Thesis: After over 2 months have passed, recent European movements are still creating tremendous changes in the US foreign exchange market and banking sector at large.
The start of the European Central Bank’s version of quantitative easing and the Swiss central bank’s abandonment of its peg to the Euro sent foreign-exchange markets into a whirlwind of activity and volatility that banks need to juice up their trading sectors.
Volatility in the currency markets, which tends to drive sales and trading activity, has risen drastically over this first quarter. Setting the stage for a rebound at banks, particularly like those that deal heavily in those products, like Goldman Sachs.
According to the Wall Street Journal:
“Banks tend to make more money when markets jump around, assuming the moves aren’t so sharp that they scare investors away or cause the banks’ to write down the value of their inventories. Moves likes the ones in the first quarter often prompt investors to change strategies and buy and sell securities through banks’ trading desks. The banks generally charge for such trades.”
At nearly 9%, the foreign exchange market is set to play a major role in the fixed income, currency and commodities sector, according to Goldman Sachs reports. However this quarter, given the enormous news and outsized influence in the foreign exchange market, it may as well be called the currency & co. sector. Despite this, the banks may be a bit hurt by the weakness of the trading in corporate bonds and credit related instruments, which could hurt banks more dominant in those products like Morgan Stanley and Bank of America, and not achieve as much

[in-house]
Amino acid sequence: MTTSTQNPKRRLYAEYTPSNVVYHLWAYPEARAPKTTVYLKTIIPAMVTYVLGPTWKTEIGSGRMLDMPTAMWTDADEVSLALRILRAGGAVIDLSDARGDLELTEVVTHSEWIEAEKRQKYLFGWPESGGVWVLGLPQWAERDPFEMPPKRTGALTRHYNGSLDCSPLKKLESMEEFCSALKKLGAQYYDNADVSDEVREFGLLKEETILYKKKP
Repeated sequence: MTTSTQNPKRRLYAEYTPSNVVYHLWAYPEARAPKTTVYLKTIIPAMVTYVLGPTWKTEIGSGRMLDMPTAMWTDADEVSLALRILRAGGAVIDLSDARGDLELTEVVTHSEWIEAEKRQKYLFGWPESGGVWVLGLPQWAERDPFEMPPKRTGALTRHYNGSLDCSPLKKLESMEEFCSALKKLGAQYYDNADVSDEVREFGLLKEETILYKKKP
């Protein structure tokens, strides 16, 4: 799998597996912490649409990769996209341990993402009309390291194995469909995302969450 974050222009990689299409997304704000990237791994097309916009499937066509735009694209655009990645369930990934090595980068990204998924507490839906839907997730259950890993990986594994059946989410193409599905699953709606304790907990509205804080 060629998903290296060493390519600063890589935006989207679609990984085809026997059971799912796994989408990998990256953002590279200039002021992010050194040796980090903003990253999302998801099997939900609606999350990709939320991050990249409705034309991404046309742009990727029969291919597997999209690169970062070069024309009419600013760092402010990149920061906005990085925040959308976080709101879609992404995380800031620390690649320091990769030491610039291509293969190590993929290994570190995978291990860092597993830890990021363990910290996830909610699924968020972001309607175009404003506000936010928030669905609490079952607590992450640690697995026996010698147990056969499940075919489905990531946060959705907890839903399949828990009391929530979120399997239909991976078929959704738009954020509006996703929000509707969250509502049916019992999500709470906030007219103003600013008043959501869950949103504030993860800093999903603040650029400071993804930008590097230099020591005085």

Interestingly, the strength in currency this quarter could make this the first period in six years in which first-quarter markets revenue rise on a year over year basis. Not to be too much of a chartist, but this is especially important because of the first quarter’s indication of yearly performance.
All this good news aside, there may be a bit of news that has remained a little too quiet recently. According to the Wall Street Journal:
“The strength in currency trading comes amid an investigation into banks over their foreign-exchange practices. A group of banks including J.P. Morgan and Citigroup are in negotiations with the U.S. Justice Department over allegations the banks manipulated foreign-exchange rates. The banks have said they are cooperating with the investigations.”
Fortunately, the investigations by the Justice department have brought about new regulations into the Forex market. The world’s major central banks have agreed to a new set of guidelines for the foreign-exchange market, creating a road map for how individual countries’ regulators should protect client information. The new guidelines establish that it will be the banks’ responsibility to implement policies which control communication between traders. These policies should “require their personnel to refrain from passing on information that they know or suspect to be misleading,” according to the document.